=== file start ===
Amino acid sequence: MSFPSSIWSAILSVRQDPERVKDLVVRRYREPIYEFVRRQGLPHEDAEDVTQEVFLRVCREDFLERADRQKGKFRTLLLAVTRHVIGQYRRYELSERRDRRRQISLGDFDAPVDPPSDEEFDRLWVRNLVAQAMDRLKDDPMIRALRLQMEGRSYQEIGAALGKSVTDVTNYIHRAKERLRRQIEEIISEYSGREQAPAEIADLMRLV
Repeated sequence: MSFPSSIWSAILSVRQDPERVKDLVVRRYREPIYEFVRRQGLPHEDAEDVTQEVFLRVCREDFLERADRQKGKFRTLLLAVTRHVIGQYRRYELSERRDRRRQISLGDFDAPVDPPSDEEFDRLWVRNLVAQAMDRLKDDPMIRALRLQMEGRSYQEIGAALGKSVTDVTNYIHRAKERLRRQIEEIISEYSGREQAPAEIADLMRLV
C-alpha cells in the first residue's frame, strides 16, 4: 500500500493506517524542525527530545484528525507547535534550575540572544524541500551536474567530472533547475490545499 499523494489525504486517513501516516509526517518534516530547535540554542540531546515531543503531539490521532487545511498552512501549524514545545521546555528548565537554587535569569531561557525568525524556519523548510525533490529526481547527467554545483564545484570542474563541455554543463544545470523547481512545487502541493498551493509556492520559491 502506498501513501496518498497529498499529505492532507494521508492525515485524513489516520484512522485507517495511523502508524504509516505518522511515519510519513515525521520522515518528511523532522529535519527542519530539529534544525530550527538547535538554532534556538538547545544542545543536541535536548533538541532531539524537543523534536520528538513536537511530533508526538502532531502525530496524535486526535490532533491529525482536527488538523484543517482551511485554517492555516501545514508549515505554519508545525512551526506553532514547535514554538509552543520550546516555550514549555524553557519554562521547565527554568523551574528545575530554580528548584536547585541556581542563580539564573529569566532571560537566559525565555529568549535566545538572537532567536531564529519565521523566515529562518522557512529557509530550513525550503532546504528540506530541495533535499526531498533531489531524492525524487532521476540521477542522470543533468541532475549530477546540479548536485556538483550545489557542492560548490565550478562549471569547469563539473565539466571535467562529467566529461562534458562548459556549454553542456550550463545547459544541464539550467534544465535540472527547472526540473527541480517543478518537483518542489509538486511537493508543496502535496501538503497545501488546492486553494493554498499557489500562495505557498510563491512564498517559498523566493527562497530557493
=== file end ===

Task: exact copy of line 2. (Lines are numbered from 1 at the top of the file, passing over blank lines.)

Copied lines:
Repeated sequence: MSFPSSIWSAILSVRQDPERVKDLVVRRYREPIYEFVRRQGLPHEDAEDVTQEVFLRVCREDFLERADRQKGKFRTLLLAVTRHVIGQYRRYELSERRDRRRQISLGDFDAPVDPPSDEEFDRLWVRNLVAQAMDRLKDDPMIRALRLQMEGRSYQEIGAALGKSVTDVTNYIHRAKERLRRQIEEIISEYSGREQAPAEIADLMRLV